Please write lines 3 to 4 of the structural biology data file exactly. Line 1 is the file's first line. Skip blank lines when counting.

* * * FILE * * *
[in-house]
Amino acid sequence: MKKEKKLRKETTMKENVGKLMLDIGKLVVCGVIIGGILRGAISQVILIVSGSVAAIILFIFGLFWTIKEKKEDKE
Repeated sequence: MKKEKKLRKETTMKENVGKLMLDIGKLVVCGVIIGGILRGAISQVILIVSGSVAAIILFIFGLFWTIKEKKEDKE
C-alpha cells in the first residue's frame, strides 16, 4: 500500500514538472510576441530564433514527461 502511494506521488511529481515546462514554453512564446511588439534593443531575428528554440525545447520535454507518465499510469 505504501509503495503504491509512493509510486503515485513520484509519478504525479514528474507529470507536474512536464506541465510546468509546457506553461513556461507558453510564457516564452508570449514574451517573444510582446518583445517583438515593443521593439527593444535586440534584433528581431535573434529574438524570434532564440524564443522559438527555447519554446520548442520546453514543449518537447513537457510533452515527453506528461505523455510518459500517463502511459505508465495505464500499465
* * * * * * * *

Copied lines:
Repeated sequence: MKKEKKLRKETTMKENVGKLMLDIGKLVVCGVIIGGILRGAISQVILIVSGSVAAIILFIFGLFWTIKEKKEDKE
C-alpha cells in the first residue's frame, strides 16, 4: 500500500514538472510576441530564433514527461 502511494506521488511529481515546462514554453512564446511588439534593443531575428528554440525545447520535454507518465499510469 505504501509503495503504491509512493509510486503515485513520484509519478504525479514528474507529470507536474512536464506541465510546468509546457506553461513556461507558453510564457516564452508570449514574451517573444510582446518583445517583438515593443521593439527593444535586440534584433528581431535573434529574438524570434532564440524564443522559438527555447519554446520548442520546453514543449518537447513537457510533452515527453506528461505523455510518459500517463502511459505508465495505464500499465